The "Terminator" Franchise: Is This the End of the Road?
All good things come to an end and the Terminator franchise appears to be coming to the end of the line after an under-performing opening weekend.
It used to be that we could dissect these kind of things after a few weeks but that's no longer the case. Many studio decisions these days come as a result of the opening weekend. It isn't just that Terminator: Dark Fate's opening earned the film $29 million at the domestic office. The film opened in over 4,000 theaters with a budget of $185 million. Internationally, the film has combined for $123 million as of Sunday evening. Will this be enough to further the franchise? Honestly, it's really going to come down to how the film legs out over the next month.
As things stand now, the franchise is probably on its last legs. Because of Terminator: Dark Fate being a direct sequel to T2: Judgement Day, one can go into the film without seeing Terminator: Genesys. While this may be to my advantage, the fifth installment was a sour stain on the franchise per reviews. Obviously, anything would have been better than that film in order to put the franchise back on track. Not even a diverse cast could save a franchise that was suffering from franchise fatigue.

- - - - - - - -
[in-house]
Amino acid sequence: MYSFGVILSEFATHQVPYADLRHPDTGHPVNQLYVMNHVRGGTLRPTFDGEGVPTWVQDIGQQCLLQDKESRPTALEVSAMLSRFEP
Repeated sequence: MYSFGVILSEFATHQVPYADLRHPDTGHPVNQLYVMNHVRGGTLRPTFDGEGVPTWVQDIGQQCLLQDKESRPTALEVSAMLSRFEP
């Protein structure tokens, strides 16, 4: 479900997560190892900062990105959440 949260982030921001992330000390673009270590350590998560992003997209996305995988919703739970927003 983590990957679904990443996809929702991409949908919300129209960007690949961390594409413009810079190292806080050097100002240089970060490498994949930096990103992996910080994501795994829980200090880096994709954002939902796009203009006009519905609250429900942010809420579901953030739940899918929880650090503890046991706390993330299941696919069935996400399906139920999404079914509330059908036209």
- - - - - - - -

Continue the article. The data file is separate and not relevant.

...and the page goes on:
All things considered, it could be worse. Edward Norton's Motherless Brooklyn is basically dead on arrival. One of the problems with the Warner Bros. release came with adapting the story for film. Norton took a book set in 1999 and moved the story into the 1950s while adding characters inspired by real people. While the film didn't premiere to overwhelmingly negative reviews during the fall film festivals, one could look at the troubles being similar to what we saw with the George Clooney-directed Suburbicon. The film mixed a true story with that of a Coen Brothers screenplay to no avail.
With Midway opening this weekend, Terminator: Dark Fate will have to fight for the action audience at the box office.